Hemorrhagic transformation in cerebral embolism.
We studied the mechanism of hemorrhagic infarction after acute cerebral embolism in 160 patients by brain computed tomography and angiography. Hemorrhagic infarction during the month after the embolic event was evident in 65 patients (40.6%). Initial angiography a median of 1.5 (range 1-60) days after the event revealed occlusion of the cerebral arteries in 117 of 142 patients (82.4%), and reopening of the vessels was observed in 56 (94.9%) of 59 patients who had follow-up angiography a median of 20 (range 3-47) days after the event. The incidence of hemorrhagic infarction was higher in patients greater than or equal to 70 years old (31 of 61, 50.8%) than in those aged 50-69 years (27 of 72, 37.5%) or less than 50 years (seven of 27, 25.9%) (greater than or equal to 70 vs. less than 50, p less than 0.05). In patients with moderate or large infarcts, hemorrhagic infarction developed in 50.0% or 51.5%, respectively, while in those with small infarcts it developed in only 2.9% (p less than 0.05). No correlation was found between hemorrhagic infarction and history of hypertension or blood pressure during the acute stage of stroke. Thrombolytic and/or anticoagulant therapy did not affect the incidence of hemorrhagic infarction (40.0% with vs. 40.7% without therapy) but tended to cause massive hematoma. Our results indicate that hemorrhagic transformation in cerebral embolism is caused not only by reopening of the occluded vessels but also by other factors such as age and size of the infarct. Hypertension per se seems to be less important for hemorrhagic infarction.(ABSTRACT TRUNCATED AT 250 WORDS)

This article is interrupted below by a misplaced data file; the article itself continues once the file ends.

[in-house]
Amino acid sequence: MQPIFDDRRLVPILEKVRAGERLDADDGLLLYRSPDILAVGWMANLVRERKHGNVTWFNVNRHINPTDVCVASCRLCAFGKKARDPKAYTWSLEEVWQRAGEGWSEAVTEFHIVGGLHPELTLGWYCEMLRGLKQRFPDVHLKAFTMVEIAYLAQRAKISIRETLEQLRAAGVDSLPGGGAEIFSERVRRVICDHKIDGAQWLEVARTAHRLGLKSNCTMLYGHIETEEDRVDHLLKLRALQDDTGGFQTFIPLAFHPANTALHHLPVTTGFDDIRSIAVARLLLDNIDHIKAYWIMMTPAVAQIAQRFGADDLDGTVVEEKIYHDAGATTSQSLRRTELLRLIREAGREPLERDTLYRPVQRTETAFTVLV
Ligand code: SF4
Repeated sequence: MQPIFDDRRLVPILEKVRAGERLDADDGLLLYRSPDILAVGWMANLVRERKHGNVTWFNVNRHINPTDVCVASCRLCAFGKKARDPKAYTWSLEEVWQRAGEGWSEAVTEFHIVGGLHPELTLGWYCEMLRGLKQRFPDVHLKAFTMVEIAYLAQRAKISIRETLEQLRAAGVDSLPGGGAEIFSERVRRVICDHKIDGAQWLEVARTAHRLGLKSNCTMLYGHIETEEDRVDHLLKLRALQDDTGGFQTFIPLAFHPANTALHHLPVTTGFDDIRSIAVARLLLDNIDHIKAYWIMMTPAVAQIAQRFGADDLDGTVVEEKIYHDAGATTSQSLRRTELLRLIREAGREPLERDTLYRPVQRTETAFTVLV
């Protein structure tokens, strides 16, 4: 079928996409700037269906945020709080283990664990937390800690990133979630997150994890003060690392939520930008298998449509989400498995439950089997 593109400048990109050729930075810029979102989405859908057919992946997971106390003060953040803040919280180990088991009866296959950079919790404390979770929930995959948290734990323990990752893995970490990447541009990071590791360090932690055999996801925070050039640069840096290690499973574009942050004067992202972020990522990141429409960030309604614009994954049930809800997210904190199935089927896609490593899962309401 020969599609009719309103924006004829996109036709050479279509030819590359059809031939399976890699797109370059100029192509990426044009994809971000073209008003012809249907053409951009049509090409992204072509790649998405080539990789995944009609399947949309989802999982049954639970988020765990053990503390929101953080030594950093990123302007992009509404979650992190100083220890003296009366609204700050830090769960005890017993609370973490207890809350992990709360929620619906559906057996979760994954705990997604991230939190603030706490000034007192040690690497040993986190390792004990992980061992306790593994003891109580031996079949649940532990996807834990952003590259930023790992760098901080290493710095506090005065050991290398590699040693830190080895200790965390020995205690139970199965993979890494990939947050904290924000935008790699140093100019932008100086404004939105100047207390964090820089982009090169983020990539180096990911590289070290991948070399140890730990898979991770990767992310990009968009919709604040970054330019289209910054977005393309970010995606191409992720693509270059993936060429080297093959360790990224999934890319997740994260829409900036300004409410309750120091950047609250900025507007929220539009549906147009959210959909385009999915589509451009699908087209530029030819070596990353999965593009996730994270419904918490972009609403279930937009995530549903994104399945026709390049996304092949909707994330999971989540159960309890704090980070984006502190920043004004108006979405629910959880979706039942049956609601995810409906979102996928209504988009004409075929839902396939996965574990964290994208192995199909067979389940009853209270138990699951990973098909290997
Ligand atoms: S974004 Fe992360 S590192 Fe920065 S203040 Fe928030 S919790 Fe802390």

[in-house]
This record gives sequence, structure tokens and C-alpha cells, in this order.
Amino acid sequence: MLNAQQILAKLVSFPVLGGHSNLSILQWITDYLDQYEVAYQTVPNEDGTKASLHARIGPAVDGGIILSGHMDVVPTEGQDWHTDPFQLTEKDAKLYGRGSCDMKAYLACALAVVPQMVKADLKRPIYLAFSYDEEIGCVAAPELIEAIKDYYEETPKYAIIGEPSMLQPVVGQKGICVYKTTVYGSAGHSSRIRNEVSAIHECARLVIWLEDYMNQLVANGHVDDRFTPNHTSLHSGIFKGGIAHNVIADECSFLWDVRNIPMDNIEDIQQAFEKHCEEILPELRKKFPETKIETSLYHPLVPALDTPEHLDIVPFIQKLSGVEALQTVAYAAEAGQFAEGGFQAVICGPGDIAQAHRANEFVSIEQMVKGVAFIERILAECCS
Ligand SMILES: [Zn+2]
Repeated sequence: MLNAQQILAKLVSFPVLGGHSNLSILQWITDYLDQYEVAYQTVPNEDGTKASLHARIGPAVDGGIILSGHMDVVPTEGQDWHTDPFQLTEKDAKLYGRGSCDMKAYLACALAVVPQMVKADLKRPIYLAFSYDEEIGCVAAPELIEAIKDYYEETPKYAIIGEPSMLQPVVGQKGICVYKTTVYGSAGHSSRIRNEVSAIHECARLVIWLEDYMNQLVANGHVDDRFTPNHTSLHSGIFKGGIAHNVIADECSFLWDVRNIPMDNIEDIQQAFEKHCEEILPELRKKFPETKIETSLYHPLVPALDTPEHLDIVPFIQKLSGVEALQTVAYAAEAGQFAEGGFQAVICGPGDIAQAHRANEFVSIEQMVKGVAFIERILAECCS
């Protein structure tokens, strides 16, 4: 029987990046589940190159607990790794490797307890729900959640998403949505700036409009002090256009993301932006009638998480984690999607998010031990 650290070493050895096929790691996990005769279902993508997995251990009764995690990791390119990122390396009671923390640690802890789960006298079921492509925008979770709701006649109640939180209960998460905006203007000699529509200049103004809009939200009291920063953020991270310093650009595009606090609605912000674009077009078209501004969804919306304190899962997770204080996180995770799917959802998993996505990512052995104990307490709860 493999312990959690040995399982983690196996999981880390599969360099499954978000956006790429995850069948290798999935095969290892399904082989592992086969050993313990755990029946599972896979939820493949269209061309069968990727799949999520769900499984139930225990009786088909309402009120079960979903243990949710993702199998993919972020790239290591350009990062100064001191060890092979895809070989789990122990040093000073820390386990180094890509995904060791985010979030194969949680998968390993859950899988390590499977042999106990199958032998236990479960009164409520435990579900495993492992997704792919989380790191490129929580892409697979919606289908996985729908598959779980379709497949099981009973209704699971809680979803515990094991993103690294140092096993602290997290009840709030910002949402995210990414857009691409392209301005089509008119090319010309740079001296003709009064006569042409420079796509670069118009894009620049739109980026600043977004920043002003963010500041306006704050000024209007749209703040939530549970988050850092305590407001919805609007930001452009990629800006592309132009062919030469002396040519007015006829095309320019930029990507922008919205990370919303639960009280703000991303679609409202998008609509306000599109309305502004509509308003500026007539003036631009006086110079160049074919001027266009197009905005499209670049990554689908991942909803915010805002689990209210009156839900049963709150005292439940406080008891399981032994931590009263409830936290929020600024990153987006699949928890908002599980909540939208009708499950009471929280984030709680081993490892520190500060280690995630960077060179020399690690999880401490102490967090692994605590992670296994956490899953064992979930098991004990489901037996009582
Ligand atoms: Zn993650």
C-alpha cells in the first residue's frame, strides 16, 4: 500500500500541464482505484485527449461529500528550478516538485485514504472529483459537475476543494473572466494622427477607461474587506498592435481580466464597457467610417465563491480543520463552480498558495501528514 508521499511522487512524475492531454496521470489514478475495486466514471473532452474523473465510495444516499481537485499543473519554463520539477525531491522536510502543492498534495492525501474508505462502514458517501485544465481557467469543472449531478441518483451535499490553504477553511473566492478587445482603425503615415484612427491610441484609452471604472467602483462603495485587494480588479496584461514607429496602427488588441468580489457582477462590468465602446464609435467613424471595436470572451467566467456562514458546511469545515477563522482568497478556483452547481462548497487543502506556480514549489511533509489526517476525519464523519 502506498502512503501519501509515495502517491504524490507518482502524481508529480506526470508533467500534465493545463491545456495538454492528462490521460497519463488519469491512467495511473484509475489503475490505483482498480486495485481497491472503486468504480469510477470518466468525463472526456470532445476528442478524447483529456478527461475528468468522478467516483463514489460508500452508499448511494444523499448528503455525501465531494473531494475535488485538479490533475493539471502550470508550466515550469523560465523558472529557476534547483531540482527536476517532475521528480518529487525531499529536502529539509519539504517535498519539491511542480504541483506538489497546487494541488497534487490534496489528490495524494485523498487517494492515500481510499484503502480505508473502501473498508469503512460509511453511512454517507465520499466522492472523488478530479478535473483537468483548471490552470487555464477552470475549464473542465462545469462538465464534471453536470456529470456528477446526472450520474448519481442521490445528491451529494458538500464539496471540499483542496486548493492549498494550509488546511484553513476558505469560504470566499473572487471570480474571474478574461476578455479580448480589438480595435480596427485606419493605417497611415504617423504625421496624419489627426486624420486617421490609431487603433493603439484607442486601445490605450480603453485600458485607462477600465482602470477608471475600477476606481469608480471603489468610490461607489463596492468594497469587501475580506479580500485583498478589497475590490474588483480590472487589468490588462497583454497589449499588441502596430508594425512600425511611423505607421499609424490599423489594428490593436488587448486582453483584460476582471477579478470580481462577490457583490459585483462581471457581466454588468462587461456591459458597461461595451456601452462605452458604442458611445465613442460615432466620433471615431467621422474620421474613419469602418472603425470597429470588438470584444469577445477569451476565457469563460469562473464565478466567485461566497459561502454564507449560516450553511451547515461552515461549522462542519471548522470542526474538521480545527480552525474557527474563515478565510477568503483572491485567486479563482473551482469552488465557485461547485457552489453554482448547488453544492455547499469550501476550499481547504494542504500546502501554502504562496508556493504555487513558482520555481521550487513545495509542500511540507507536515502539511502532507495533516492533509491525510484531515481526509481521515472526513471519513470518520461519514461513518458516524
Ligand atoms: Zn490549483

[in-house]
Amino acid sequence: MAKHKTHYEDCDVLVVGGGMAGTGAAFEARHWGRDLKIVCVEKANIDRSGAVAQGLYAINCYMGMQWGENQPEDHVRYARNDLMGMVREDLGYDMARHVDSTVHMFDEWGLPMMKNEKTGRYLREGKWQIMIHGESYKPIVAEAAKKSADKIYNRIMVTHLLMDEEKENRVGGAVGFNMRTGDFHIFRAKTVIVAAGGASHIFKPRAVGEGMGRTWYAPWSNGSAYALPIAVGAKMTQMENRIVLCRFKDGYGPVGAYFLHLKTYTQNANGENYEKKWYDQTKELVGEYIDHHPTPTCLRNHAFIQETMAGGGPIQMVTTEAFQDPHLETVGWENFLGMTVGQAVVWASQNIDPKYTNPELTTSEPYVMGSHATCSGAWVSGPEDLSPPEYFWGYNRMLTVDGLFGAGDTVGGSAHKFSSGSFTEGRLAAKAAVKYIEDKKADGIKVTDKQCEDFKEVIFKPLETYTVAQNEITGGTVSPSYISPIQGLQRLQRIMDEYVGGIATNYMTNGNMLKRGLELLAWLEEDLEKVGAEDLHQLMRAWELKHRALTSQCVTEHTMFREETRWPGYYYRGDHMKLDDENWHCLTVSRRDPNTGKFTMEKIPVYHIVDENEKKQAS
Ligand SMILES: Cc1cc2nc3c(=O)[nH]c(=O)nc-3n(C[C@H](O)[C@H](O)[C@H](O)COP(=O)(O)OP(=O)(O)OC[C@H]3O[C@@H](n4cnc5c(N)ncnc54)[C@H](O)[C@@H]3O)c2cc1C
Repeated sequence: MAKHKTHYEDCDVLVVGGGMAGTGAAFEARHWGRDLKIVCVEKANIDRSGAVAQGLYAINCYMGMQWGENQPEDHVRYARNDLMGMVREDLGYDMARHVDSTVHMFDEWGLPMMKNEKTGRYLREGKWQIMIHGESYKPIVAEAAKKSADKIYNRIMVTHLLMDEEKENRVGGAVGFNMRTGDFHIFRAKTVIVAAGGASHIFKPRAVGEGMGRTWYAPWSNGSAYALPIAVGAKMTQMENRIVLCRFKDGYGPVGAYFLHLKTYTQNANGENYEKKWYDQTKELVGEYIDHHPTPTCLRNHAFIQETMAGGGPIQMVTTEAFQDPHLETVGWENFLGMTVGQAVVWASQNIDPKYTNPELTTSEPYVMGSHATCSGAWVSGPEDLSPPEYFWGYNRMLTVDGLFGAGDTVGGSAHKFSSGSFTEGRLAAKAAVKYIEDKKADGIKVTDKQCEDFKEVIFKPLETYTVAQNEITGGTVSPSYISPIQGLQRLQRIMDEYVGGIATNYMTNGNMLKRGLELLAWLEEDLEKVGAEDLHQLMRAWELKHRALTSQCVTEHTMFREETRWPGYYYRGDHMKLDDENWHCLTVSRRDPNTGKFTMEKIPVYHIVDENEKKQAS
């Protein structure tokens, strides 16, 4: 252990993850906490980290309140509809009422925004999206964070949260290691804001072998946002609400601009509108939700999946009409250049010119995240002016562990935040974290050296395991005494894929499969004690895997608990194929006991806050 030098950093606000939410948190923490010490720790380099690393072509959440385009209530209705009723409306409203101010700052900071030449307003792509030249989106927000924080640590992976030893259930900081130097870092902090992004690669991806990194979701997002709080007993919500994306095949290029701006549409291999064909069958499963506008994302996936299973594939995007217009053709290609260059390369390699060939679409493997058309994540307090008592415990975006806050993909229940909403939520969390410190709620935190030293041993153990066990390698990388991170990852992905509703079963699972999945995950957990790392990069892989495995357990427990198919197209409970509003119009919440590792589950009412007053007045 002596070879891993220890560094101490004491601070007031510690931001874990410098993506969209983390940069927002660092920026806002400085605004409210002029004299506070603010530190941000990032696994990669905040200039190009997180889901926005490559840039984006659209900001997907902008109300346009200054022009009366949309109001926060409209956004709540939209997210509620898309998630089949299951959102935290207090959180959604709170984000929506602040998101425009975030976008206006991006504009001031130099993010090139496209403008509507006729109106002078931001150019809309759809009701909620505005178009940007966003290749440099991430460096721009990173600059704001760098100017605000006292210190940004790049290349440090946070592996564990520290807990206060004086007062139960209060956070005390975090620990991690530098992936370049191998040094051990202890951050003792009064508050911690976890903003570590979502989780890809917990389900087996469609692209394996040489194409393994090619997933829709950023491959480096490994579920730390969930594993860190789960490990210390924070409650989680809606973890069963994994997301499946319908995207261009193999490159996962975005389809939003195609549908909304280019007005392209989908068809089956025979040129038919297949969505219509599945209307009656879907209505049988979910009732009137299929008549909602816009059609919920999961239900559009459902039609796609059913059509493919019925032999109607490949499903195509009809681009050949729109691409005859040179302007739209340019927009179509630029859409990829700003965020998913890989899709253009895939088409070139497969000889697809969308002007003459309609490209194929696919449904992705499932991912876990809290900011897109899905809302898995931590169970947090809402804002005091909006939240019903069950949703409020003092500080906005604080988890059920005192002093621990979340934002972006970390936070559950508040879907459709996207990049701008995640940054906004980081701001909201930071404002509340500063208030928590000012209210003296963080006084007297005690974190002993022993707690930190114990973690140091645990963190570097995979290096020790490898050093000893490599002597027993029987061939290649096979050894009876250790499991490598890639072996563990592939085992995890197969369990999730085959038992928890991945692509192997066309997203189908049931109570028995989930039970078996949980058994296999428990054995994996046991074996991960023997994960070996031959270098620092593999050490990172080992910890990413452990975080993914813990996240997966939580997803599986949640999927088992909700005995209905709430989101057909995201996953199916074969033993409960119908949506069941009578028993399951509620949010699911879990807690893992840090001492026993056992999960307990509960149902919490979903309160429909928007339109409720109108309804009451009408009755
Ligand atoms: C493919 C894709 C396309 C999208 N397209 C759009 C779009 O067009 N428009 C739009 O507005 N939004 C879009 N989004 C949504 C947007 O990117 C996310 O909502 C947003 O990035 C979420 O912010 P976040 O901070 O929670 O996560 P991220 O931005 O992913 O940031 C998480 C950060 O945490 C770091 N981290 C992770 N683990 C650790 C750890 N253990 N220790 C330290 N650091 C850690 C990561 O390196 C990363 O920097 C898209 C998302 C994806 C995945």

- Copyright © 1989 by American Heart Association